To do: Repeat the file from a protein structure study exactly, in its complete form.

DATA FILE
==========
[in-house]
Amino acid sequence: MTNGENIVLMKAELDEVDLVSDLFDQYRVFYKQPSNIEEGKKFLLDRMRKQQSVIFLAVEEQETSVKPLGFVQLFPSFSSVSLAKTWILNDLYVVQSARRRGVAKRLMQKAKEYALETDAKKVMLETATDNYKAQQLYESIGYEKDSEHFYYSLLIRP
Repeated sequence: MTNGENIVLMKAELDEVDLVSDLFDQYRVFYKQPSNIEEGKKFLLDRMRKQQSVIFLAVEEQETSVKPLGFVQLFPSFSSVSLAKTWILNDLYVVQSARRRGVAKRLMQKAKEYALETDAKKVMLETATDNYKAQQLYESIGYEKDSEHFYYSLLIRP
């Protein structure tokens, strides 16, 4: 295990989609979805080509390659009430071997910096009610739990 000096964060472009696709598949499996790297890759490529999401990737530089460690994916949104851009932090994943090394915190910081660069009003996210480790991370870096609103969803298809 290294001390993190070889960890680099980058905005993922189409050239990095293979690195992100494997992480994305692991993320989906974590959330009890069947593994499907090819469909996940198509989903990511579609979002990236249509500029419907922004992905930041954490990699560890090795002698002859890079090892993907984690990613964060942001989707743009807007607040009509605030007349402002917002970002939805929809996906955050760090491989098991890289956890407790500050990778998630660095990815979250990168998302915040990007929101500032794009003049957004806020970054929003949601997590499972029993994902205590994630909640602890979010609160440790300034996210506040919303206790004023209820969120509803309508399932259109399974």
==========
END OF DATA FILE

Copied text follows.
[in-house]
Amino acid sequence: MTNGENIVLMKAELDEVDLVSDLFDQYRVFYKQPSNIEEGKKFLLDRMRKQQSVIFLAVEEQETSVKPLGFVQLFPSFSSVSLAKTWILNDLYVVQSARRRGVAKRLMQKAKEYALETDAKKVMLETATDNYKAQQLYESIGYEKDSEHFYYSLLIRP
Repeated sequence: MTNGENIVLMKAELDEVDLVSDLFDQYRVFYKQPSNIEEGKKFLLDRMRKQQSVIFLAVEEQETSVKPLGFVQLFPSFSSVSLAKTWILNDLYVVQSARRRGVAKRLMQKAKEYALETDAKKVMLETATDNYKAQQLYESIGYEKDSEHFYYSLLIRP
């Protein structure tokens, strides 16, 4: 295990989609979805080509390659009430071997910096009610739990 000096964060472009696709598949499996790297890759490529999401990737530089460690994916949104851009932090994943090394915190910081660069009003996210480790991370870096609103969803298809 290294001390993190070889960890680099980058905005993922189409050239990095293979690195992100494997992480994305692991993320989906974590959330009890069947593994499907090819469909996940198509989903990511579609979002990236249509500029419907922004992905930041954490990699560890090795002698002859890079090892993907984690990613964060942001989707743009807007607040009509605030007349402002917002970002939805929809996906955050760090491989098991890289956890407790500050990778998630660095990815979250990168998302915040990007929101500032794009003049957004806020970054929003949601997590499972029993994902205590994630909640602890979010609160440790300034996210506040919303206790004023209820969120509803309508399932259109399974």